Ceddie demands food from his Dad–climbing up on him, and making direct eye contact. Very cute, but very pushy. Photo Courtesy of Motoko Lewis.
  • Acknowledge that your food is of value to your dog. He will most likely be interested in it and will want to watch you indulge. Many of us spend a lot of time and effort training our dogs to watch us, so it will take time and patience to teach a dog to be neutral around food.
  • Decide what you are going to expect of your dog. Do you just want him present, but invisible in the room? Do you want to include him as part of your family’s culture by having him participate in some way? Do you want him to be on his bed beside you enjoying a parallel treat? Do you want to give him occasional healthy treats while you eat? Do you want him to be across the room, lying at your feet, or curled up on a chair beside you?
  • If you don’t want your dog staring at you while you eat, reward him verbally or with a treat ONLY when his head is on his paws or when he’s looking elsewhere in the room–don’t make eye contact or feed him when he is staring at you (the opposite of how we train our dogs to make eye contact). Remember, negative attention such as “no” or “uh-uh” is still attention and can therefore be reinforcing to your dog.
  • If you want him lying at your feet, tell him what you want him to do, then reinforce that behavior with calm verbal praise, a pat, and/or a small dog treat–or valued chew toy–when he is in position. You will need to reinforce him consistently at first, then randomly, then gradually fade out the treats altogether once he is staying by you. By placing a towel or dog bed beside you for him to lie on, it will be easier to teach him where you want him to stay.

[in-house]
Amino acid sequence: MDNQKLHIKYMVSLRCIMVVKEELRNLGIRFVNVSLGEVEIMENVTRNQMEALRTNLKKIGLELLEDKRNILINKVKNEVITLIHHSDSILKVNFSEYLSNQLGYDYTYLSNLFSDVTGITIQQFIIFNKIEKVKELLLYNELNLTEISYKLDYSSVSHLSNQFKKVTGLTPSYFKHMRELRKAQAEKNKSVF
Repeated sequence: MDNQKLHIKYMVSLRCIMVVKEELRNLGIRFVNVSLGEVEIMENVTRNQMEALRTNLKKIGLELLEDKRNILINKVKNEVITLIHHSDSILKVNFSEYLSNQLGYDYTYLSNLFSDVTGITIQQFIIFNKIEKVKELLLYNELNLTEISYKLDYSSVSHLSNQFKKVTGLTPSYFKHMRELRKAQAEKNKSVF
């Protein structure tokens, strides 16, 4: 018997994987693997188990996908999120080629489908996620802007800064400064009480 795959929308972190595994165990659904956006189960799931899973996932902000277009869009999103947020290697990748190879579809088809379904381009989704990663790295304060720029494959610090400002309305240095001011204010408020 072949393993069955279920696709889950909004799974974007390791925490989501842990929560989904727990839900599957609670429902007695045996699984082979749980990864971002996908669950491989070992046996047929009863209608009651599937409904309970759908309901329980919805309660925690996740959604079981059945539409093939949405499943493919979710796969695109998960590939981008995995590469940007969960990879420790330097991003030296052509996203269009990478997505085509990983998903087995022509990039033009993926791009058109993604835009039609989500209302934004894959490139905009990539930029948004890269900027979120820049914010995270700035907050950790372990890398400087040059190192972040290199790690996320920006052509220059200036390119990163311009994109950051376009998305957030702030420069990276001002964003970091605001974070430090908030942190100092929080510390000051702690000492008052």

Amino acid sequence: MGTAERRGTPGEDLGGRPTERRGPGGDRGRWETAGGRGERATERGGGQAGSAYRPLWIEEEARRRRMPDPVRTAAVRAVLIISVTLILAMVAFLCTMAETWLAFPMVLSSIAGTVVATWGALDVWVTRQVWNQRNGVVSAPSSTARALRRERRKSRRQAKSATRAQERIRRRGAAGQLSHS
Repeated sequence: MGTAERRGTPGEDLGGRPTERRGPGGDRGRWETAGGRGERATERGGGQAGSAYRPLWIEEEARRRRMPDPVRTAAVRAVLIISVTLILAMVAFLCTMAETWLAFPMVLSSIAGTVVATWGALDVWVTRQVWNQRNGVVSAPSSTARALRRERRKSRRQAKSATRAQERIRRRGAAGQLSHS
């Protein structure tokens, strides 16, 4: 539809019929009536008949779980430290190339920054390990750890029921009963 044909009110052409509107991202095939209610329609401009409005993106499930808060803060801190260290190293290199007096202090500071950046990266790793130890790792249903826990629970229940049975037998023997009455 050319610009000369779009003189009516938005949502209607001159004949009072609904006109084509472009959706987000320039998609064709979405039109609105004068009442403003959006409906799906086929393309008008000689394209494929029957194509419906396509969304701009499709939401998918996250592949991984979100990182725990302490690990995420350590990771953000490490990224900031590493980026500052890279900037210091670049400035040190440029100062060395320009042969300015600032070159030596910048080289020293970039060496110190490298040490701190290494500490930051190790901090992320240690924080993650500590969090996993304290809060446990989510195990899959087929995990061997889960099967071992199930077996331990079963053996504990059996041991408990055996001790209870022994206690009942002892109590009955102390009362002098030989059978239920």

• If you want him to lie on his dog bed across the room while you eat, the same principles apply. You would toss him treats to reinforce his behavior only when his head is down or he is looking away from you.
  • You need to be absolutely consistent. A dog who occasionally gets a treat or attention (eye contact included) from the table will be much more difficult to train NOT to beg than a dog who gets treats consistently from the table. It’s just the way the brain works.

If your dog is driving you crazy:

  • Stop any behavior you don’t want by making it impossible for your dog to practice that behavior. For example, if you don’t want your dog to be a part of mealtimes, place him in a covered crate with a special long-lasting treat such as a chew toy, a snuffle mat, or a stuffed Kong, either in another room, or gated in a different part of the room from where you are eating. Praise him for quiet behavior. When you are finished eating, clear the table and invite him out nonchalantly.